Ihe part of the Government. The Minister for Repatriation has said that the Government has no power to inquire into this matter. Nevertheless, I think the revelations that have been made during this debate regarding the unit system which it is alleged has been affirmed by the Metal Trades Association warrant some inquiry on the par.t of the Commonwealth Government. As the result of the introduction of this pernicious system into its activities, the Waygood-Otis company has been able to dismiss eleven men out of a total of 45 men previously employed. What would be the effect on the employment position if the system were introduced in every industry in Australia? Now, when the first attempt if. made to introduce this system into Australia, is the time to inquire into its ramifications and to make a definite pronouncement to the people of this country which will discourage other industries f rom adopting it.
. It is recognised by every medical authority of any importance that speedingup in industry is injurious to the health of the workers. I ask the Government to request the Department of Health to make a report on this matter. I feel sure that if that were done the Minister for Repatriation (Mr. Hughes) would be surprised to ascertain the devastating effects which follow such practices. The honorable member for Cook (Mr. Garden) has referred to the degeneration of the race as the result of bad labour conditions. It is a recognized fact that continuous strained physical effort has an injurious effect on the offspring of those subjected to it. The idea of a man being followed about by a stop-watch is as bad as the use of the lash on a slave. I wonder that the experts of the United States of America, with their great intelligence and great knowledge of the evil effects of speedingup in industry of the health of the employees, have not taken definite action against it. The Bedaux system, as the honorable member for West Sydney (Mr. Reasley) has said, is bad for the human being, will destroy life, and bring about a break-up of tho health of the worker. In Australia we should be determined to make the conditions of the workers as humane as possible.
.- The question raised by the honorable member for West Sydney (Mr. Beasley), is certainly one of transcendent importance to the entire industrial community of this nation. That honorable member is deserving of the support of every member of this Parliament in his. attempt to prevent the introduction of a system the effects of which would be injurious to the workers of this country. I visualize very clearly the situation outlined by him because, prior to my entrance into public life, I was associated with the engineering trade. The Bedaux system is not human ; it is foreign to the very nature of the working conditions to which the people of Australia have become accustomed. In this modern age, mechanical devices have so progressed that there is a desire on the part of the captains of industry to endeavour to make the man himself a machine. No encouragement should be given to them in this desire. On the contrary, every effort should be made to raise the standard of the conditions of people employed in industry. We have a signal opportunity at the present time, when the attempt is made to inaugurate this system for the first time in Australia, to let it be known that we are definitely against the introduction of any system which will have a detrimental effect on the health of employees generally. The Minister for Repatriation (Mr. Hughes) has said that the Commonwealth has at present no power to restrain any firm from introducing this system. I join issue with the right honorable gentleman in that respect. No other industry in Australia presents an opportunity for the exercise of the powers available to the Commonwealth such as does the industry at present under discussion, because WaygoodOtis (Australasia) Proprietary Limited has practically a monopoly in Australia of the class of undertaking in which it is engaged. I say most emphatically that if I had the power of the Minister for Trade and Customs I should quickly deal with such a firm. If it is not prepared to provide for its employees conditions that are consistent with the best standards of labour in this country, it should be deprived of the protection given to it under the tariff.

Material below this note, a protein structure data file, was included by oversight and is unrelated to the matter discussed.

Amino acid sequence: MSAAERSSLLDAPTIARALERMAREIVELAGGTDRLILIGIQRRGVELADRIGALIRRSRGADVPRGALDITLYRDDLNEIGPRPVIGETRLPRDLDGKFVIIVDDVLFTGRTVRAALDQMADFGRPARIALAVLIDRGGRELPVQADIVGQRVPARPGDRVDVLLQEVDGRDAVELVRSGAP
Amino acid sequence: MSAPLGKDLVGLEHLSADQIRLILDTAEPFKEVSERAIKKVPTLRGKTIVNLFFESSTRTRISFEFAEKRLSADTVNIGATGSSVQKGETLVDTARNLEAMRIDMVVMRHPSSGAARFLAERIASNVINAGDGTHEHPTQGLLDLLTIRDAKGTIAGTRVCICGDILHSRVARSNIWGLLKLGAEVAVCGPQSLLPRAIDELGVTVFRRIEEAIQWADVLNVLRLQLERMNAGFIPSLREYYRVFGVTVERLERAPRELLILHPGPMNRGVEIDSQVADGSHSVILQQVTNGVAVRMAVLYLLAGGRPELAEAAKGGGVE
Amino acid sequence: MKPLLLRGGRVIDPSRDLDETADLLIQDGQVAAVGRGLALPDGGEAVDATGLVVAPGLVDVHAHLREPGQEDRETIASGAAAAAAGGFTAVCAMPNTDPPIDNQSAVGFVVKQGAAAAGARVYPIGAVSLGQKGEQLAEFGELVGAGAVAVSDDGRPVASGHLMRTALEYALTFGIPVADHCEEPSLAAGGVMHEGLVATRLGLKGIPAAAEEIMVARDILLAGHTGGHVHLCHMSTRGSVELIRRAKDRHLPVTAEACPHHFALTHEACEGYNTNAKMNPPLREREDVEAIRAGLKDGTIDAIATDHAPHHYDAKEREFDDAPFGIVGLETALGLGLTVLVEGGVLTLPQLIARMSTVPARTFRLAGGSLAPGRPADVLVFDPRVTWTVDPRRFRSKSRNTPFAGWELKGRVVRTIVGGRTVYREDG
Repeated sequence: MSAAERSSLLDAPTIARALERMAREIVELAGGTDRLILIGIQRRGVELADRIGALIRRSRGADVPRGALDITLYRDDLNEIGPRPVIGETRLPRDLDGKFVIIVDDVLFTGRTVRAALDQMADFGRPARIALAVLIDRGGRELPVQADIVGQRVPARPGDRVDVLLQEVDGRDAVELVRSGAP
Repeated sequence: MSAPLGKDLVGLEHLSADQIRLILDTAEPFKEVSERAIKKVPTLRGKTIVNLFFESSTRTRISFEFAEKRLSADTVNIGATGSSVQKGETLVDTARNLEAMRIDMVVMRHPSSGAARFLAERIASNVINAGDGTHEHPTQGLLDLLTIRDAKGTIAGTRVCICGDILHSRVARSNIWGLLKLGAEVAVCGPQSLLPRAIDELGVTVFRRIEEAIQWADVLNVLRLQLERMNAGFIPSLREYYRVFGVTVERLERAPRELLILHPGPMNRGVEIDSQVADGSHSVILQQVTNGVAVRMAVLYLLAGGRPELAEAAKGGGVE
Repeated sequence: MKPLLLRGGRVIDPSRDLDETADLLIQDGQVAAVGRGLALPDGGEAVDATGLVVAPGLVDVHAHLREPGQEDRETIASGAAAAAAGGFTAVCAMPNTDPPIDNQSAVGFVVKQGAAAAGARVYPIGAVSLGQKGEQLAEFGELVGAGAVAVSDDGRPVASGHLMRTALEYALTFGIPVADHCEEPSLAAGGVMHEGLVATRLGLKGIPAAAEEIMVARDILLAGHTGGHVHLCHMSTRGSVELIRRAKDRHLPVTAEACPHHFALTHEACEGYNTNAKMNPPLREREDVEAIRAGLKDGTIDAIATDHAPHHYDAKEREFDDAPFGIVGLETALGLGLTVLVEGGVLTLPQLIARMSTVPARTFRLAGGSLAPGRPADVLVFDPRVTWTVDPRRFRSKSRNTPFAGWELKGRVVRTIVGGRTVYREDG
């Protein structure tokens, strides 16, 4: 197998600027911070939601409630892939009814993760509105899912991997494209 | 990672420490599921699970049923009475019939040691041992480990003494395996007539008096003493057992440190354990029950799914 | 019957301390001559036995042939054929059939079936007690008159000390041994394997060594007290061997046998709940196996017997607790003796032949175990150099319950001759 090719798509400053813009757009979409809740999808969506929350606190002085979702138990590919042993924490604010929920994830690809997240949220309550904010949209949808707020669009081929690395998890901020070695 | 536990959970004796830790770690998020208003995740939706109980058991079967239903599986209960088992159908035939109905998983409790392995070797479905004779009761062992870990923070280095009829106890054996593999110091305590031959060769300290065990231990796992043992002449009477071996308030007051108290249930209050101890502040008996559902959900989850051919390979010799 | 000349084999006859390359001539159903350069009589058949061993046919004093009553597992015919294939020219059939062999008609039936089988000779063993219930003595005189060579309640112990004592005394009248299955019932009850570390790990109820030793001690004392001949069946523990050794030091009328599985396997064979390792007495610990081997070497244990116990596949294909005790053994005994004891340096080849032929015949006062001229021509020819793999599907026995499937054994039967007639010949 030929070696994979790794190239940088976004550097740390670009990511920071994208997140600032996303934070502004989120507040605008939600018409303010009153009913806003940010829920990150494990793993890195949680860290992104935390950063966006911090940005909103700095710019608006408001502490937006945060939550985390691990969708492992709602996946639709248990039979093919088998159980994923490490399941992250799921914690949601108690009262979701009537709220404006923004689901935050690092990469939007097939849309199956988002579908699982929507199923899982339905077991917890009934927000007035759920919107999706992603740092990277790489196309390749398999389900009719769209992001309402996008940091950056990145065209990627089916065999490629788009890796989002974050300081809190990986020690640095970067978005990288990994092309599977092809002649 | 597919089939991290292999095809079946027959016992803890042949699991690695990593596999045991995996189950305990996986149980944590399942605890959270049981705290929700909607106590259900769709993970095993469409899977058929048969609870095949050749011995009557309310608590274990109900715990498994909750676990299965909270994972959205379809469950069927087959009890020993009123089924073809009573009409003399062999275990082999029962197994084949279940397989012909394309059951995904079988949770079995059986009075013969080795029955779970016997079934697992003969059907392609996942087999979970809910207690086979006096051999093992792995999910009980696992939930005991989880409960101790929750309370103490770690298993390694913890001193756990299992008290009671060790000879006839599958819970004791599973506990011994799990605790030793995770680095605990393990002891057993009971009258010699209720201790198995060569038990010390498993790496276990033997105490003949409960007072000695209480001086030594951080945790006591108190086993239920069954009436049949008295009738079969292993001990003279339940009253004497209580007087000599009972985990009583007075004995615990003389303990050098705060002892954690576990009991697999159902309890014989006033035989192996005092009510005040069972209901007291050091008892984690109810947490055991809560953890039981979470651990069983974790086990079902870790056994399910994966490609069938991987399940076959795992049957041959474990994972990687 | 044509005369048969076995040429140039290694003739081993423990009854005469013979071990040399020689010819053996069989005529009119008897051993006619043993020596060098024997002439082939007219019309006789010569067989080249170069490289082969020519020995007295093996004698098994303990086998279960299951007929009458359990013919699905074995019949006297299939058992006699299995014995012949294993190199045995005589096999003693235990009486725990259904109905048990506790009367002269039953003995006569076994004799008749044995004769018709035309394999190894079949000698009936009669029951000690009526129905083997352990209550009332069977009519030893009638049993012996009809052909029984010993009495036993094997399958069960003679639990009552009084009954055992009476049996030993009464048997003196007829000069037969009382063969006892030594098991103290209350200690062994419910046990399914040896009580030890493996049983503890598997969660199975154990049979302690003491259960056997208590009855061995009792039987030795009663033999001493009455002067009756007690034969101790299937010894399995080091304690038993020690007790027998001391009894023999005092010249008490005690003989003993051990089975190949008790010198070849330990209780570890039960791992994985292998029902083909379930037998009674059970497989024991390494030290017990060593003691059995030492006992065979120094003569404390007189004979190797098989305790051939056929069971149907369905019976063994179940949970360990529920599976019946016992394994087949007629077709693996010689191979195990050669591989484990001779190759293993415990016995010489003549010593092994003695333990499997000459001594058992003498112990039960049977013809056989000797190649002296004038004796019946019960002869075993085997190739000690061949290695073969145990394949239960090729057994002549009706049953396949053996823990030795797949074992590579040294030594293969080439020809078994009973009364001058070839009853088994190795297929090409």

– It should certainly not be given any government orders.
– I agree with the pertinent interjection of the honorable member for Melbourne Ports (Mr. Holloway). The Government is not exhibiting that determination which it should show when it seeks to wash its hands of responsibility in this matter. If it has not the power to deal with the situation, it should announce its intention to attempt to secure that power. Its bald statement of ineffectiveness is an invitation to other employers to impose these undesirable conditions upon their workmen. In these days of an ever-ready tendency on the part of industry to intensify economic and industrial disabilities, the Government should be prepared to take the strongest action possible under the powers which it possesses in connexion with the tariff. There is no likelihood of injustice being inflicted upon other firms, because Waygood-Otis Limited has practically a monopoly of the business in which it is engaged. I ask the Government to furnish proof of the sincerity of its protest against the action which has been taken by this employer of labour. Had the Minister indicated that the Government distinctly disapproves of what has been done, I am confident that that would have gone a long way towards arresting any tendency to extend the practice. “We must not lend ourselves to the application of any conditions which will intensify the difficulties of the existing industrial system, but must always endeavour to prevent the introduction of what is distinctly foreign to our convictions. I strongly support the protest of the honorable member for “West Sydney.